Dr Matthew Egbert

Senior Lecturer, School of Computer Science, University of Auckland
Director of Graduate Studies, School of Computer Science, University of Auckland
Principal Investigator, Centre for Computational Evolution, University of Auckland
Associate Editor of Adaptive Behavior

email: m.egbert@auckland.ac.nz
tel: +64 9 923 7027

Research Overview

Artificial Minds

Much of AI research focuses upon creating machines that can solve problems, but there is more to natural minds (human and animal minds) than just ability to solve problems. We pick the problems we want to solve, we experience the world through our senses, we have desires, experience pain, etc. What do classical approaches in AI (computationalist cognitivism, connectionism / machine learning) miss in their focus upon problem solving? How can we understand subjective elements of mind (such as those listed above) sufficiently well so as to create artificial instances of them?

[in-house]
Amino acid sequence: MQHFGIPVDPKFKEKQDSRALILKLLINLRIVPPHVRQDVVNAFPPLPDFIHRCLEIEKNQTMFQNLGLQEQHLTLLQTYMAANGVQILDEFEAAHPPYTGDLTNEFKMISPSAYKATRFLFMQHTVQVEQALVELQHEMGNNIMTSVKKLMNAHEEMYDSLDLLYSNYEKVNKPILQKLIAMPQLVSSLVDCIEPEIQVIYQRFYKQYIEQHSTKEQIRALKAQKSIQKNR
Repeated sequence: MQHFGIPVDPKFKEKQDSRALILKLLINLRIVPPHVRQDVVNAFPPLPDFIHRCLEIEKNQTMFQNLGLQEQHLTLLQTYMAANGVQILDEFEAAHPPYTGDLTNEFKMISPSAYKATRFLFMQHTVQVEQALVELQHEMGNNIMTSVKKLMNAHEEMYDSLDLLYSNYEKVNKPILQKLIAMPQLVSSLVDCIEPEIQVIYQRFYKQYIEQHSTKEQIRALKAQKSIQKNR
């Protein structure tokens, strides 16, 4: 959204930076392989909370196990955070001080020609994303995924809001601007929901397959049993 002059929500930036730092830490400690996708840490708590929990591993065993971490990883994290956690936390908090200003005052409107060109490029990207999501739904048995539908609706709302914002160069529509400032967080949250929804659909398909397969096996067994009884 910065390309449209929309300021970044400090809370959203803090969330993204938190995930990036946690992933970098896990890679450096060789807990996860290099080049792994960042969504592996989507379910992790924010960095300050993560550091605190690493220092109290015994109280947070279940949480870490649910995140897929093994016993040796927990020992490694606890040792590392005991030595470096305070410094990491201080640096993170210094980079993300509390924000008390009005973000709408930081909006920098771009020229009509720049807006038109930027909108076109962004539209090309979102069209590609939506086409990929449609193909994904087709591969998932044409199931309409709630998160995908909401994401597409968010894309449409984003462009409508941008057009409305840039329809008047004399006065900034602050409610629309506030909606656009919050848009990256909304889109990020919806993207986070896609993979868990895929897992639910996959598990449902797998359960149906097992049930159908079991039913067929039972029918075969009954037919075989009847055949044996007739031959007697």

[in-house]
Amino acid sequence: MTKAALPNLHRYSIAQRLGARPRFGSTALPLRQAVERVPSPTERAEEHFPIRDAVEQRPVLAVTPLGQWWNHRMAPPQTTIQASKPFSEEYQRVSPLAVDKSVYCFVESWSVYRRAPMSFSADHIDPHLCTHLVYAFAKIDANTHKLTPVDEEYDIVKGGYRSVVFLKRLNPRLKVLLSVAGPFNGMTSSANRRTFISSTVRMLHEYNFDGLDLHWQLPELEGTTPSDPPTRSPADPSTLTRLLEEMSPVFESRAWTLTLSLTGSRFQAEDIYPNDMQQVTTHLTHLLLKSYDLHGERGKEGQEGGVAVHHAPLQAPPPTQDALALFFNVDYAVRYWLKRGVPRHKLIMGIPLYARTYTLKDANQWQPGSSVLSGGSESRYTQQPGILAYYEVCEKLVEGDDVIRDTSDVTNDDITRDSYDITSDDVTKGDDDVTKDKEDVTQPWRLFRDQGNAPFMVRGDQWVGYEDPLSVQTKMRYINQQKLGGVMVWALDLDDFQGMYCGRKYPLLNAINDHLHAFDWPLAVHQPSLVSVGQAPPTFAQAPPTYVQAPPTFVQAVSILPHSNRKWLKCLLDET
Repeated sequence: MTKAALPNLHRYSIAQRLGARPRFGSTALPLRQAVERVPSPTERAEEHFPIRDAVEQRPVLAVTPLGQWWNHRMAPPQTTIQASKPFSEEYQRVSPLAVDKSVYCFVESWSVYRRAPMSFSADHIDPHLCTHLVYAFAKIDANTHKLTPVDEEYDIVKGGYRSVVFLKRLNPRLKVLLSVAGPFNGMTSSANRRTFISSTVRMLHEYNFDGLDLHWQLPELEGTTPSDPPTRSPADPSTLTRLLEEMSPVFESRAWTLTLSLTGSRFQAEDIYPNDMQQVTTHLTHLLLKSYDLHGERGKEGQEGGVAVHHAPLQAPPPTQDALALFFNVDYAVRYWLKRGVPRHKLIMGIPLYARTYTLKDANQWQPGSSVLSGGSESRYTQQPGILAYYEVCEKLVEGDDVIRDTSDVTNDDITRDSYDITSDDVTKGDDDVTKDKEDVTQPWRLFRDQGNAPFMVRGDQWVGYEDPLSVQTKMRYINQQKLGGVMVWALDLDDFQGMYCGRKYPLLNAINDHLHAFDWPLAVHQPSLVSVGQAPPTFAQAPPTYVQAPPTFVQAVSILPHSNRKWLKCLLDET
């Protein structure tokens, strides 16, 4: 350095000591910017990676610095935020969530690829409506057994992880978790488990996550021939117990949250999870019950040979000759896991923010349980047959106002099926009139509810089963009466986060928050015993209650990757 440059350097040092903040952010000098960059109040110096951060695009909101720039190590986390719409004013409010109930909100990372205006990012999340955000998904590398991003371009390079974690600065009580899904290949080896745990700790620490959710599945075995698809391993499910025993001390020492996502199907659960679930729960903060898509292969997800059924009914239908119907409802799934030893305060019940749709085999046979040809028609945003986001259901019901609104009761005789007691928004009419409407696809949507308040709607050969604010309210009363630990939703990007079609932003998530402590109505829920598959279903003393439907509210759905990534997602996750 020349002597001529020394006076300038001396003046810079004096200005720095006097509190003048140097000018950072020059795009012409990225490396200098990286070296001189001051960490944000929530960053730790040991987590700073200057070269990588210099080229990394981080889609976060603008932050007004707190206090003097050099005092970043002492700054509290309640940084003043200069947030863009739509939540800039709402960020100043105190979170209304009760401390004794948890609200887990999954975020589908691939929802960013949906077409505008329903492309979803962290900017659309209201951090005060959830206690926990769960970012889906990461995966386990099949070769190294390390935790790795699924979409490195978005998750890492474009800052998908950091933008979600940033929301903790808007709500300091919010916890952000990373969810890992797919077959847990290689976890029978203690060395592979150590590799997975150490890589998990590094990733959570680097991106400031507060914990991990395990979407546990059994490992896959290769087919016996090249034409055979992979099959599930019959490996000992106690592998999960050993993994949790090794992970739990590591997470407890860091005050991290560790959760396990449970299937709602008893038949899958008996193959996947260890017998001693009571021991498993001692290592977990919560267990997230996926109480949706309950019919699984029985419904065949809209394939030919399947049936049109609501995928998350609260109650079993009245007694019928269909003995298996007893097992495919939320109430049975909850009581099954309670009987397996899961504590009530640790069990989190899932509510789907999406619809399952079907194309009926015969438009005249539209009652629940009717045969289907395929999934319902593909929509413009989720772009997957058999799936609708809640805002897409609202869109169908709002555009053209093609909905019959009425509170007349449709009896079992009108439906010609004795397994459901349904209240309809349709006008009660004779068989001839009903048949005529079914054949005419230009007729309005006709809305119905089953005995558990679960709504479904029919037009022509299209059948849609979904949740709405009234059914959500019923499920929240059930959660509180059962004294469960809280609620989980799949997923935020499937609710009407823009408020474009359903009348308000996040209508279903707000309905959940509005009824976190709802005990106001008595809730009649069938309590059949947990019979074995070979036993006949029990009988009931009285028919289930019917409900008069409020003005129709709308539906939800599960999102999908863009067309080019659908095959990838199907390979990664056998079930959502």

My ultimate goal here is not to actually create artificial minds, but to improve our understanding of our own minds and what it means to be a thinking being that is capable of experience. My approach to these topics is inspired by sensorimotor contingency theory, enaction, cybernetics and "embodied" approaches to cognition which focus on the important role that bodies and environments play (in addition to brains!) in cognition. I build computational models to explore and evaluate new ideas or ways of thinking about mind.